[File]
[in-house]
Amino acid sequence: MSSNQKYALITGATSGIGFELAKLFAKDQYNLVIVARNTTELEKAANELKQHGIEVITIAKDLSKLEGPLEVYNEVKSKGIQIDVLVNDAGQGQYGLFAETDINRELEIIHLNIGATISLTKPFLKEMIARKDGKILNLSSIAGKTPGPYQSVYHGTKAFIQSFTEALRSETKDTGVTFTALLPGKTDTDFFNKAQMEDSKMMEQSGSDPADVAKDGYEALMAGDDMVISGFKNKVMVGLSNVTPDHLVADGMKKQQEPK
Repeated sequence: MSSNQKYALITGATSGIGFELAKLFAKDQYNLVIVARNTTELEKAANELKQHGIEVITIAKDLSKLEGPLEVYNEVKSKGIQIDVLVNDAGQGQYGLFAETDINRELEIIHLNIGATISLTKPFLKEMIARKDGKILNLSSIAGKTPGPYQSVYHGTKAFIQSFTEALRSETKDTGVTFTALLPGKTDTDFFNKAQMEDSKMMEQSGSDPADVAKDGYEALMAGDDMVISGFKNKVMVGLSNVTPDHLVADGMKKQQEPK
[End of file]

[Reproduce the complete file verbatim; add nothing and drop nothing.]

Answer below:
[in-house]
Amino acid sequence: MSSNQKYALITGATSGIGFELAKLFAKDQYNLVIVARNTTELEKAANELKQHGIEVITIAKDLSKLEGPLEVYNEVKSKGIQIDVLVNDAGQGQYGLFAETDINRELEIIHLNIGATISLTKPFLKEMIARKDGKILNLSSIAGKTPGPYQSVYHGTKAFIQSFTEALRSETKDTGVTFTALLPGKTDTDFFNKAQMEDSKMMEQSGSDPADVAKDGYEALMAGDDMVISGFKNKVMVGLSNVTPDHLVADGMKKQQEPK
Repeated sequence: MSSNQKYALITGATSGIGFELAKLFAKDQYNLVIVARNTTELEKAANELKQHGIEVITIAKDLSKLEGPLEVYNEVKSKGIQIDVLVNDAGQGQYGLFAETDINRELEIIHLNIGATISLTKPFLKEMIARKDGKILNLSSIAGKTPGPYQSVYHGTKAFIQSFTEALRSETKDTGVTFTALLPGKTDTDFFNKAQMEDSKMMEQSGSDPADVAKDGYEALMAGDDMVISGFKNKVMVGLSNVTPDHLVADGMKKQQEPK